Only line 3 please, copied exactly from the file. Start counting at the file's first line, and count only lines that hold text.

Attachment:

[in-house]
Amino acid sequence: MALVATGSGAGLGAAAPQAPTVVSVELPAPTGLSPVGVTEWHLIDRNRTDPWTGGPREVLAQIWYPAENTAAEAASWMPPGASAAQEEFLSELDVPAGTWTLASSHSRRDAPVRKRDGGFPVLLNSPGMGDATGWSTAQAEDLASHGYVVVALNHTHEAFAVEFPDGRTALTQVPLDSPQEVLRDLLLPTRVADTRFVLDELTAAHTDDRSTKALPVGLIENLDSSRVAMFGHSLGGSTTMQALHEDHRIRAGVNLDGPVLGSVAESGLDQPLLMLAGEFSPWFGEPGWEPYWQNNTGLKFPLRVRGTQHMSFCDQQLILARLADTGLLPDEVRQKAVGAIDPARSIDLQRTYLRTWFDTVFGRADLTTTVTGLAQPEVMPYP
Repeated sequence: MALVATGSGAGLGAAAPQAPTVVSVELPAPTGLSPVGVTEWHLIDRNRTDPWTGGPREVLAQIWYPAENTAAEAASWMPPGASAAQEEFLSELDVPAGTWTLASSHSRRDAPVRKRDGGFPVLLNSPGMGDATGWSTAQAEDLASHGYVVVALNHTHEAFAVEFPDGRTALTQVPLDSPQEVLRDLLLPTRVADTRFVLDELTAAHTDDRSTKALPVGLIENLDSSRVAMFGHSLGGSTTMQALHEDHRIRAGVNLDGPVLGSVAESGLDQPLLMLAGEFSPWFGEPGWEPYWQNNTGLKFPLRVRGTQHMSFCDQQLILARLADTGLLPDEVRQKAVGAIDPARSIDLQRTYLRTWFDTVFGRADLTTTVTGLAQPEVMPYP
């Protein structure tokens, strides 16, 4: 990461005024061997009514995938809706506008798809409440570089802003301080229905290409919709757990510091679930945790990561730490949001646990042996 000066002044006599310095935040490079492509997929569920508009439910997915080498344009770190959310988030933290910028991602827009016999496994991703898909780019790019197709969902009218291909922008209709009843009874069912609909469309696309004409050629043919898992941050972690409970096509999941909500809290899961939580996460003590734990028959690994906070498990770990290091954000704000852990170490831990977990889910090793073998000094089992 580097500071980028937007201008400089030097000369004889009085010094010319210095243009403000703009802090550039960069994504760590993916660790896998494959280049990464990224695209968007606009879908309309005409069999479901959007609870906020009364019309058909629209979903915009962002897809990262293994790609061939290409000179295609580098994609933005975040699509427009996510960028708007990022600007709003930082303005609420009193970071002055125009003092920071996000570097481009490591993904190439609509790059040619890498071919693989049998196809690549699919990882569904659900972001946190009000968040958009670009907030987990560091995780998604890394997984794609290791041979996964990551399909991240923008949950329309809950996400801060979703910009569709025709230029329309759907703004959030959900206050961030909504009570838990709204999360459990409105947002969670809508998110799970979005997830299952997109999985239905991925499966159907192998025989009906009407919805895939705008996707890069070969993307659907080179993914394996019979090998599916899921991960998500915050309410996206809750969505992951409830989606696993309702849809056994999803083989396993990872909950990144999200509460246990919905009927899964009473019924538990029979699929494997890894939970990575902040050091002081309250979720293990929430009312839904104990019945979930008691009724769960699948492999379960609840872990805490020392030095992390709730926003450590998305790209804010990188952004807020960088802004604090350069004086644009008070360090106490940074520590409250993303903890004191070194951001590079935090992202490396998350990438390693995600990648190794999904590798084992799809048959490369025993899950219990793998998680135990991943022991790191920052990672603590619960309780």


Repeated sequence: MALVATGSGAGLGAAAPQAPTVVSVELPAPTGLSPVGVTEWHLIDRNRTDPWTGGPREVLAQIWYPAENTAAEAASWMPPGASAAQEEFLSELDVPAGTWTLASSHSRRDAPVRKRDGGFPVLLNSPGMGDATGWSTAQAEDLASHGYVVVALNHTHEAFAVEFPDGRTALTQVPLDSPQEVLRDLLLPTRVADTRFVLDELTAAHTDDRSTKALPVGLIENLDSSRVAMFGHSLGGSTTMQALHEDHRIRAGVNLDGPVLGSVAESGLDQPLLMLAGEFSPWFGEPGWEPYWQNNTGLKFPLRVRGTQHMSFCDQQLILARLADTGLLPDEVRQKAVGAIDPARSIDLQRTYLRTWFDTVFGRADLTTTVTGLAQPEVMPYP